Even the loss of Pavel Datsyuk a few years ago didn’t truly end an era of Red Wings hockey. It ended with the retirement of Zetterberg.

Hank wasn’t the last connection to the Red Wings’ last Stanley Cup in 2008—that honor goes to defenseman Niklas Kronwall, who will be likely following Hank into the sunset after this season. But by hanging up his skates, Zetterberg has officially closed the door on an era of the fast and furious, “firewagon” brand of hockey in Detroit, which is what they used to call Mickey Redmond’s Canadiens style back in the day.

I remember on the night that the Red Wings retired Yzerman’s number 19—Jan. 2, 2007—I was sitting in a private suite, helping out Fox Sports Detroit on that evening’s broadcast. Ted Lindsay sat next to me. As we watched the action on the ice below, Teddy said simply, “It’s a young man’s game today.”

NHL players have been frequently known to skate deep into their 30s and even into their 40s. But it truly is a young man’s game, as every professional sport is. Only the premier, elite players are kept on NHL rosters at advanced ages.

Henrik Zetterberg hasn’t been an elite player in quite some time. His numbers gradually faded with each passing year. But he was an elite teammate and an elite captain.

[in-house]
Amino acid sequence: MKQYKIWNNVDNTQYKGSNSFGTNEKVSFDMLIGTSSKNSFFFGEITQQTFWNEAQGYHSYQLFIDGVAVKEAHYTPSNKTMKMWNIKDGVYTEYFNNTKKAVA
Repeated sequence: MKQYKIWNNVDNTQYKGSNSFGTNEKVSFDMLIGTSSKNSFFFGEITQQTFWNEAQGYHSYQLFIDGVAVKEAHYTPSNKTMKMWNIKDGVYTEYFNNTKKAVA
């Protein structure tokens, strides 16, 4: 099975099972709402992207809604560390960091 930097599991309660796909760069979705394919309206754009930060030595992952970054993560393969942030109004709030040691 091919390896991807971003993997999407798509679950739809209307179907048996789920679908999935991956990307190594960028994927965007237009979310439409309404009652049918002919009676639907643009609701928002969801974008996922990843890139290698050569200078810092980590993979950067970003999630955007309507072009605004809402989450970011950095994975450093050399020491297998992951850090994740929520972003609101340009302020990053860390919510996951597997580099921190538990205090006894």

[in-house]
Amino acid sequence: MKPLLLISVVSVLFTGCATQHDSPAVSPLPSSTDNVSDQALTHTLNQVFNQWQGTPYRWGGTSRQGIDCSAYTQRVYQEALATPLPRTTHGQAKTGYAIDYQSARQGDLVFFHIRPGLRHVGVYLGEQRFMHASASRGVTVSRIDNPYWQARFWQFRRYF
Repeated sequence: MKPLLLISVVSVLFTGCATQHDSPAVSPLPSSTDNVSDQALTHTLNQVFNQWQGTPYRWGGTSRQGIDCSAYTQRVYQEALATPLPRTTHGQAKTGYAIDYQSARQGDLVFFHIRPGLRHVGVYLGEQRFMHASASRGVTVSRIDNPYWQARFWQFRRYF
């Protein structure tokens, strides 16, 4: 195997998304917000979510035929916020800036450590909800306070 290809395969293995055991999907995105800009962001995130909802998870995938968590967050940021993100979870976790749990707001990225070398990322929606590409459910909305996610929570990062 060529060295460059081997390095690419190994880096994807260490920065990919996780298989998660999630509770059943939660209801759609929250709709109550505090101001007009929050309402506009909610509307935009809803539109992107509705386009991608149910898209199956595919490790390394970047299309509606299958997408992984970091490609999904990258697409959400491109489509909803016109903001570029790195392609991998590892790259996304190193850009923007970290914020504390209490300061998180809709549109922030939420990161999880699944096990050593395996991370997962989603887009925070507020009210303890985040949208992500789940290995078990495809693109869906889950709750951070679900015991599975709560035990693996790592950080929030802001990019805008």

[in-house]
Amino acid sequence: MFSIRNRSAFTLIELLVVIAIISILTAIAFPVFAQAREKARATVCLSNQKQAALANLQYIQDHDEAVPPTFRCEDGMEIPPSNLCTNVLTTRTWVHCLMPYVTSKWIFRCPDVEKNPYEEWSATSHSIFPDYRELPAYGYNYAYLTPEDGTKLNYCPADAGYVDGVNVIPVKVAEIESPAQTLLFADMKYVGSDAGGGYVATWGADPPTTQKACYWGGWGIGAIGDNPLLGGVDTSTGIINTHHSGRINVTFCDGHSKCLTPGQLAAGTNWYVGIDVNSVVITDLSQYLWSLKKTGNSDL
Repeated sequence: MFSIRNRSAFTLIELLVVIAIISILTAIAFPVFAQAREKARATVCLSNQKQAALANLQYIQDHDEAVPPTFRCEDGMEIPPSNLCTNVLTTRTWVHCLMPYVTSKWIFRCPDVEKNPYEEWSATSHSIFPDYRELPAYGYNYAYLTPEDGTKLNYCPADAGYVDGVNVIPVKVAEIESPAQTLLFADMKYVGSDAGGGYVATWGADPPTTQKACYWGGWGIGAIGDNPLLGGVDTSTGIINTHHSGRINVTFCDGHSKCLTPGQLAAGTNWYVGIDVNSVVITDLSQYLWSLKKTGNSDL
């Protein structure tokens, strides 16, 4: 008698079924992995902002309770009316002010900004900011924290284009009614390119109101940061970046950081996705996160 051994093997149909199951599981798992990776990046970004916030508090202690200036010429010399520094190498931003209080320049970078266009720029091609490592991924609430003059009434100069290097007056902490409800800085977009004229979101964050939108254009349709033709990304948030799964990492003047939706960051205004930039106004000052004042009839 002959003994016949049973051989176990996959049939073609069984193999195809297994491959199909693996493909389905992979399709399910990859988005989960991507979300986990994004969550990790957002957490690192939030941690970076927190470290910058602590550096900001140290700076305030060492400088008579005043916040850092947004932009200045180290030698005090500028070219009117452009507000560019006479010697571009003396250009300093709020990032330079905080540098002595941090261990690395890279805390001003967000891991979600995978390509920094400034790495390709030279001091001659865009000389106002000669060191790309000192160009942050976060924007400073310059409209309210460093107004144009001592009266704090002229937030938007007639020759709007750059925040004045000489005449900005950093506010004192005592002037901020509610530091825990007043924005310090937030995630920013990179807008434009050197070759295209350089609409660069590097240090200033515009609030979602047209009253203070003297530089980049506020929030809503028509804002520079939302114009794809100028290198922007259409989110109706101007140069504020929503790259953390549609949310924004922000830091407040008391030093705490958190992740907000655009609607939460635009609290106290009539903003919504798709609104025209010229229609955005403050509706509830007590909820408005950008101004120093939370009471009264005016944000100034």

“One of the greatest warriors I’ve ever been around,” Red Wings coach Jeff Blashill said of Hank last spring.

“One of the greatest Red Wings to ever play for this organization,” GM Kenny Holland said on Thursday.

At least Zetterberg can retire knowing that he had nothing left to give. At his age, and having played so many games in recent years, there really shouldn’t be any “What could have been” feelings coursing through his body.

He wasn’t Mickey Redmond. He was what Mickey could have been.

Nice career, Hank. How Swede it was.

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Bingo, Bango! Redmond owes Motor City stardom to Harkness

They’re going to honor Nick Lidstrom tonight at Joe Louis Arena, a nod to Nick’s being elected to the Hockey Hall of Fame earlier this year.

A fine reason for celebration, and well-deserved, of course.

And up in the broadcast booth, one of the many who can be called the pride of Kirkland Lake, Ontario will help describe the moment.

Mickey Redmond will chime in as they fete Nick, and then proceed to call the game with Ken Daniels, complete with the requisite number of “Holy smokes” and maybe a “bingo bango” or two. But Mickey owes his three decades-long broadcast success and celebrity in Detroit to an unlikely source.

There are three words that make the old-time Red Wings fan shudder. Even the glory of four Stanley Cups won in the past 19 years can’t completely wash away the words’ stench, because of the bad memories they elicit.

Darkness with Harkness.

That trio of words represent the decade of the 1970s, when the Red Wings went off the rails because of one man’s incompetence and another man’s stubbornness.